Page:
I’ve said it before and I’ll say it again, Edifier creates some of the best sound profiles out there.
The Edifier QD35 understands the importance of bass. Bass should never rattle to the point of discomfort, nor should it be vapid. Bass is the underline. It’s a form of emphasis that strengthens its surroundings. That’s what Edifier and the QD35 get more than any other company.
Bass is felt in the Edifier QD35, but it punctuates rather than obliterates. Highs and mids can soar freely thanks to the extra oomph afforded by the warming bass. Those finer details aren’t lost. Whether that’s the laser sounds of Eminem’s Rap God or the thumping bass of Ashnikko’s Daisy, nothing feels muted or diluted. What you hear is clear and concise consistently.
What I will say, is Edifier really needs to work on its different listening modes. There are three different modes to change the listening experience of the Edifier QD35 and discerning any difference between them isn’t easy. It’s a similar problem I’ve had with other Edifier products, and you can use the equalizer in the Edifier Connect app to tweak stuff, but, as I say, the default presets aren’t all that.
Look and Feel
There’s no getting around the fact the Edifier QD35 is a slab. It’s as chunky as it is hefty, but it’s all good. The Edifier QD35 has endless style thanks to the pulsating RGB lighting.
You’ve got a host of different profiles to play through, including a pulse, gradient, and music-reactive, as well as several other more advanced options to download that react or drip to the music.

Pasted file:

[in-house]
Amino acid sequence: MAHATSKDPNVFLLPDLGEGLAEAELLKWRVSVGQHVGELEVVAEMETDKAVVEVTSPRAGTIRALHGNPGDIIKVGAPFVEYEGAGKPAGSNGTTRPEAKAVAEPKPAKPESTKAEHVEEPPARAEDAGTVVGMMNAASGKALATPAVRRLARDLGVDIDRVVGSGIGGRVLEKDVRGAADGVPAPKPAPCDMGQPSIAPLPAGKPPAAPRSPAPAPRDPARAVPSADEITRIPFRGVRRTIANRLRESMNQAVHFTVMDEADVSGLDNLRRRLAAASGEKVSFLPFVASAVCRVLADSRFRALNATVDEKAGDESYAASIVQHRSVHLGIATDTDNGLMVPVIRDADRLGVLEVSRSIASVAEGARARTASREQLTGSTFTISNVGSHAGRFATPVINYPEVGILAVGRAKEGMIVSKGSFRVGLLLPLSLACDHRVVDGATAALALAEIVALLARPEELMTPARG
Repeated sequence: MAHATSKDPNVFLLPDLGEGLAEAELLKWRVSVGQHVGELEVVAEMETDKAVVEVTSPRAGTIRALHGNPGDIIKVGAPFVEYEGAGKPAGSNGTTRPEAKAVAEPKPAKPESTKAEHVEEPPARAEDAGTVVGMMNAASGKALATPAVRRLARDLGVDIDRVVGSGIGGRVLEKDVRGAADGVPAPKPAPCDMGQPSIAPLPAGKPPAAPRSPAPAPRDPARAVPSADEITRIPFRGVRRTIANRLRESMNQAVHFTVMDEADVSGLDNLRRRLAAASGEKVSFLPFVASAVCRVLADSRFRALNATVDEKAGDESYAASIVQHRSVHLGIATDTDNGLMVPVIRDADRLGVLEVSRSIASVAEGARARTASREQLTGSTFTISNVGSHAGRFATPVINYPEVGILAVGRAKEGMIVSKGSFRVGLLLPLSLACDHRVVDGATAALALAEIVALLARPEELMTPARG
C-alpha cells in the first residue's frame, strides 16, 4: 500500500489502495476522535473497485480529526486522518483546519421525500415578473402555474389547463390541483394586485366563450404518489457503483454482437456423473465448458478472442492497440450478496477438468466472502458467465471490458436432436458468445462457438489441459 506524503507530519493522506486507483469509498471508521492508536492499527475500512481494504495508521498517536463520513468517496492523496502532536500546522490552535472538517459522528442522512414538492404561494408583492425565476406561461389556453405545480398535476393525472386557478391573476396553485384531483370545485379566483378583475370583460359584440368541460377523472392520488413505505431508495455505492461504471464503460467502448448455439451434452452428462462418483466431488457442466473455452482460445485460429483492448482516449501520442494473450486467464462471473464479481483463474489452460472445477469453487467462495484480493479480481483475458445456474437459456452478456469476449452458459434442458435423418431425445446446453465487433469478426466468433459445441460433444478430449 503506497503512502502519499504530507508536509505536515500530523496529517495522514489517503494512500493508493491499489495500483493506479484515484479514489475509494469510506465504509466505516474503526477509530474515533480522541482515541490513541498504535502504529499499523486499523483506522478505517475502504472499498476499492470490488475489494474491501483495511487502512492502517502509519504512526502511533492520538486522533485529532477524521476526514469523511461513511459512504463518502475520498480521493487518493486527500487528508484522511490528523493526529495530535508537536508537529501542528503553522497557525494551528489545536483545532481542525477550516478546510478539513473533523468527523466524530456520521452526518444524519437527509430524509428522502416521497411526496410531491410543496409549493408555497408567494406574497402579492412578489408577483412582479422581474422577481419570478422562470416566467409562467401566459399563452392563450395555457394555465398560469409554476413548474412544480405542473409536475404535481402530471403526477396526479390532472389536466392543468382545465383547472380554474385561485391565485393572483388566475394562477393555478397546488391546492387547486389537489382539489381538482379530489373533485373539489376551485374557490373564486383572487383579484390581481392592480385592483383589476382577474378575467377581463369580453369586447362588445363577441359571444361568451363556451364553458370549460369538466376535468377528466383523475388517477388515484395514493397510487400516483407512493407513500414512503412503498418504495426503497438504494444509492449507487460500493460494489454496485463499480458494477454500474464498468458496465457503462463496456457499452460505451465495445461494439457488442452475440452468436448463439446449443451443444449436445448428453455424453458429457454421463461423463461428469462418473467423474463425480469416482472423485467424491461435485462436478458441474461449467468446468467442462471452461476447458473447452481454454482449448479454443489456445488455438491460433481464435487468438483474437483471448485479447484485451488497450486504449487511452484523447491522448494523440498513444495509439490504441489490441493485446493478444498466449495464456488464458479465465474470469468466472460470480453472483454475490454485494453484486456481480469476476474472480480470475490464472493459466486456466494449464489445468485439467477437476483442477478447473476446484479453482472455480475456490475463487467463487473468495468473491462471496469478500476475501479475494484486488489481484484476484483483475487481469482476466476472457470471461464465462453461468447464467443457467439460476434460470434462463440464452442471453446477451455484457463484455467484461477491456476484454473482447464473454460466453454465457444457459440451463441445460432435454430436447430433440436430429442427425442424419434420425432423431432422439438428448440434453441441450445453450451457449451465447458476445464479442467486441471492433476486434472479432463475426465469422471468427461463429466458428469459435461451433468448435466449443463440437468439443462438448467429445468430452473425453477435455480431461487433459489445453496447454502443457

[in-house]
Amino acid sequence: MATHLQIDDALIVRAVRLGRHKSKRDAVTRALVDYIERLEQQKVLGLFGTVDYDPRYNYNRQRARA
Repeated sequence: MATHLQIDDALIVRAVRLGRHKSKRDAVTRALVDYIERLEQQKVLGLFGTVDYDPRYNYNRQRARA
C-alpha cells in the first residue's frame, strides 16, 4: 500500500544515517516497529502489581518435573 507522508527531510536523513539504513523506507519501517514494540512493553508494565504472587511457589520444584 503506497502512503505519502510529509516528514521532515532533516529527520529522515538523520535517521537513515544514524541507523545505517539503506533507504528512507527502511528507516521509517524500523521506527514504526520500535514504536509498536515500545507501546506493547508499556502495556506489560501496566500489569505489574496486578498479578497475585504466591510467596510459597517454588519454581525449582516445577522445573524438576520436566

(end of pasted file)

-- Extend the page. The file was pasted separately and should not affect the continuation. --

It’s hard to truly capture the supreme style in action. Especially in photo form. But what I’ll say is this: The lights really help make this gaming PC-like set of Hi-res speakers come into their own. They’re unique and more contemporary compared with a generic oblong subwoofer or a boring wood design.
On the right side of the QD35 you’ll find three buttons: One to switch the input, one for the volume, and one for the light intensity. What’s smart here is two of the buttons can be pushed inward to either change the Bluetooth connection or which light preset you want active. It’s simple but effective.
The left side, meanwhile, houses the USB-C and USB-A input ports. So yeah, if you want to charge your phone while streaming music, you can (and should).
Lastly, the rear side of the QD35 is where you’ll find the power in, USB-A in, AUX, and a simple on/off flick switch.
I’ll admit I’m not crazy about the EdiEdifierifer branding across the top of the QD35. When you’ve got the company’s name in stylish LED lights on the front of the device, a dull, stretched logo across the top feels superfluous. Although if that’s the main problem, you know Edifier is doing things right.
Price and Alterntatives
At $199.99, the Edifier QD35 is hard to beat in the tabletop speakers category. If it’s quality you’re after, headphones are always going to be your best option. In which case I’d recommend the Edifer Stax I reviewed for Heavy. If you’re after speakers, though, you’ll struggle to find any that mix this level of sound quality with RGB lighting that aren’t cheap and mass-produced.
|Edifier QD35 Specs|
|Power Usage||25W (Mid-bass)/15W (Treble)|
|Size||277.8 x 164.8 x 141.7 (millimeters)|
|Hi-res||Yes (wires or wireless)|
If it’s sound and style you’re after, the Edifier QD35 comes easy to recommend. Its glaring lights are tasteful without feeling tacky, the sound profile is balanced, and the design is solid. If you’re a gamer, the Edifier QD35 really is the gaming PC of speakers.
Sure, the presets aren’t great, and the logo design across the top is an eyesore. But if those are my biggest issues, it’s easy to see the Edifier QD35 as a success.
All photos captured by Wesley Copeland. Review unit provided by PR.